liz davidson
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Born in Montréal, Liz grew up in Toronto and attended The Ontario College of Art, where she graduated in sculpture. The next year she followed her family back to Québec and enrolled in a M.F.A. program at Sir George Williams University (now Concordia). Falling in love with a fellow artist, painter John Ballantyne, she moved to the townships, and has lived there ever since in a small town, in a small house with large studios and a large garden.

Needing to make a living, she created “one of a kind” clothing during the eighties, winning awards for color and innovation. This design work was to prove a wonderful training in color, texture, and shape, but by 1990 it was time to return to her first love sculpture. The works were at first playful and whimsical, changing gradually to deeper and darker themes. The Montreal Massacre of 1989 had a profound effect on Liz and by 1995 she was showing strongly feminists work “for Sophia... the female christ” and deepening that installation into a performance work “The Singing of the Stones”. Printmaking in all it various forms has been one of the threads in Liz’s work, silkscreen, photocopies, photos, poetry, drawing, books, the very paper itself used in an earlier series of translucent body castings, ”Through the Boundaries”, has now become a dominant voice. Wanting her images to move, video became an other tool as images moved, reformed, regrouped, froze and became something else, unforeseen or dimly suspected (“While I was asleep, Resurrection, Elegy... for the trees”). All this came together in her exhibition at the Musée des beaux-arts de Sherbrooke, called The Sweetness of Truth the Body Reveals”.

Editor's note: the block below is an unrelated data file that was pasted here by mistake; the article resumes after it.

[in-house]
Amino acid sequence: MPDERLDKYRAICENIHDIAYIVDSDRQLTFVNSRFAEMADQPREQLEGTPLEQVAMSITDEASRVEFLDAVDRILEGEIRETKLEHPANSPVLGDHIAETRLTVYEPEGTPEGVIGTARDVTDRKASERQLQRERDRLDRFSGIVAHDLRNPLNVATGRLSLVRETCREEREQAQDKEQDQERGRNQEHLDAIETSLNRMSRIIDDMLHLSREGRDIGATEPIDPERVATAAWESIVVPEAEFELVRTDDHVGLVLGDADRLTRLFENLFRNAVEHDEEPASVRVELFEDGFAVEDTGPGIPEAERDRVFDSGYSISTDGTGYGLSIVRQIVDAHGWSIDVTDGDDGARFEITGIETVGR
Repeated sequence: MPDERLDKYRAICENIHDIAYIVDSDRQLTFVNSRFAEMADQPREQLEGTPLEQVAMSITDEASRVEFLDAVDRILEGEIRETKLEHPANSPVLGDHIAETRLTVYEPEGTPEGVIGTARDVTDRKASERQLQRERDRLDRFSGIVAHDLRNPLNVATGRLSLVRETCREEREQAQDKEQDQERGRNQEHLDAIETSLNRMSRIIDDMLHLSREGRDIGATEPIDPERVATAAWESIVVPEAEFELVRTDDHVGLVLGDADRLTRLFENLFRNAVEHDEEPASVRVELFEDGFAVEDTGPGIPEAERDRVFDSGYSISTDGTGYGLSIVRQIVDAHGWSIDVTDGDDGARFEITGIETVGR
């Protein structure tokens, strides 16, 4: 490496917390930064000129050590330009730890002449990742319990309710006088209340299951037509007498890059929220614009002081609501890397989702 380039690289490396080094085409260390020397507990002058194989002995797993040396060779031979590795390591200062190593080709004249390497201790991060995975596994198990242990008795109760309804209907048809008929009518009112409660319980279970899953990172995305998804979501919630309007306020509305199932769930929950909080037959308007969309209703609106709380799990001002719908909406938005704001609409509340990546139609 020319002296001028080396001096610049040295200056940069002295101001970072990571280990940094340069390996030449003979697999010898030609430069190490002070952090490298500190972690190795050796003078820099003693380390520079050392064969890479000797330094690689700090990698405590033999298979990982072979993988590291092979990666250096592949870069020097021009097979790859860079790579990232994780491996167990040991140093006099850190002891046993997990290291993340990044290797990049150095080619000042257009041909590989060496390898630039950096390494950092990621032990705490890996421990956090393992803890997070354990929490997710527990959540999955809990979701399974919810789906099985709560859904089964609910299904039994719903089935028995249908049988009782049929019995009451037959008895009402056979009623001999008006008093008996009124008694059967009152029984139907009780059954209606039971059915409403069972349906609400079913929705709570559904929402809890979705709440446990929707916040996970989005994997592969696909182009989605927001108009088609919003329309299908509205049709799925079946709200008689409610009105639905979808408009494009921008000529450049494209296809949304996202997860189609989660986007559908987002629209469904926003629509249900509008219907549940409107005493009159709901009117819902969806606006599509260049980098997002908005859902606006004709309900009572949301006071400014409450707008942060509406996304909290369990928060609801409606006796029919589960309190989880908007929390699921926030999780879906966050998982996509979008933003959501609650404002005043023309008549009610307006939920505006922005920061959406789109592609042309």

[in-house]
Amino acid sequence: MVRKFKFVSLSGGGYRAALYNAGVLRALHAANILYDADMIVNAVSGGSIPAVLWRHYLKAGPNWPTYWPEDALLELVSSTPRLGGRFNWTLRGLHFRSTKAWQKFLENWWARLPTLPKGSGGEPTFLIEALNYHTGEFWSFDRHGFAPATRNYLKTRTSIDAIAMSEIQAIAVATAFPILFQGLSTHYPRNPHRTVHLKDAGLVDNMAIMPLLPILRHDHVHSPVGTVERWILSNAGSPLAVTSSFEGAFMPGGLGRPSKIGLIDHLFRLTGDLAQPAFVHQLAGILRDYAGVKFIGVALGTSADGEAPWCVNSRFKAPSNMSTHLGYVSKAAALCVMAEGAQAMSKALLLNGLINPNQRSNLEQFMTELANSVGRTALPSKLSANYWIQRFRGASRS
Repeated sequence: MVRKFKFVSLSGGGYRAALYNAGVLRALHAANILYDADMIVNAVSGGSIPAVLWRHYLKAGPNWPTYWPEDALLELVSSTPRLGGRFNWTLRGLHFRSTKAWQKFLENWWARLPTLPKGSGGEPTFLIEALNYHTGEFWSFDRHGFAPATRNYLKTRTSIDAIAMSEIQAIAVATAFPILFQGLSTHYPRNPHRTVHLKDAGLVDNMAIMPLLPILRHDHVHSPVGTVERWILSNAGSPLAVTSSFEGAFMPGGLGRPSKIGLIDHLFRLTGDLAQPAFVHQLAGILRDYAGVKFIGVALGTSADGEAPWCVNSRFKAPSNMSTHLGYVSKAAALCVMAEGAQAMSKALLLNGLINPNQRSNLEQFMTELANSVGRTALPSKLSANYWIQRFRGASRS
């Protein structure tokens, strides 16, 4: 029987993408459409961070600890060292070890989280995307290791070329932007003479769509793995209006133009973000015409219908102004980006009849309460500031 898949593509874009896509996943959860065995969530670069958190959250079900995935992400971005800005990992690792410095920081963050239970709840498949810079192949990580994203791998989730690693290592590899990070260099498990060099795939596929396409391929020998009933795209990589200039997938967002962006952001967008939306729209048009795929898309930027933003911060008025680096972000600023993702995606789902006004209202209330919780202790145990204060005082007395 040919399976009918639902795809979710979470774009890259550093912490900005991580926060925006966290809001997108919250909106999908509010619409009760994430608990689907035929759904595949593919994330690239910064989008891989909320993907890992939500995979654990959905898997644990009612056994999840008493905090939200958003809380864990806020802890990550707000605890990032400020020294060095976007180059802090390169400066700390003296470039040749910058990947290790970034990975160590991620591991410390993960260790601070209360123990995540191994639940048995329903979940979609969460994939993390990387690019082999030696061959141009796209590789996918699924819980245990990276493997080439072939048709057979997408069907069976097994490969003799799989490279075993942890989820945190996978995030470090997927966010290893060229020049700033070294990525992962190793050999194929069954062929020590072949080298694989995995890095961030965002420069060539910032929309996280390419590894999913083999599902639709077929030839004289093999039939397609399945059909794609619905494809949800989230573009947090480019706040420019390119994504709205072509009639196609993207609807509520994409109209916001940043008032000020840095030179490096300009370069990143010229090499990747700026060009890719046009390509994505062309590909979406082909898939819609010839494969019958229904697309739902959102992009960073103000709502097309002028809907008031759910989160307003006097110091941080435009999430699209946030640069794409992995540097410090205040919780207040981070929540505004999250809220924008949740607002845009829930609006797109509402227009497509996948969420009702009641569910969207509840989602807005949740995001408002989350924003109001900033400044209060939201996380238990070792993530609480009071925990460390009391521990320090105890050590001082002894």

Her work is not linear, not conceptual, rather it’s instinctive and internal in the romantic tradition. It has allowed her to bring together all the elements she loves most. It's a gathering, a collage, a wholeness, and at the same time a paring away, a letting go of the superfluous. In many ways Liz’s work is a metaphor for our lives, it’s about hope and despair and finding a home for each, it’s about being human enough, and open enough, and vulnerable enough and courageous enough to live with not just the light, but the shadow. In the end it’s about becoming fully human.

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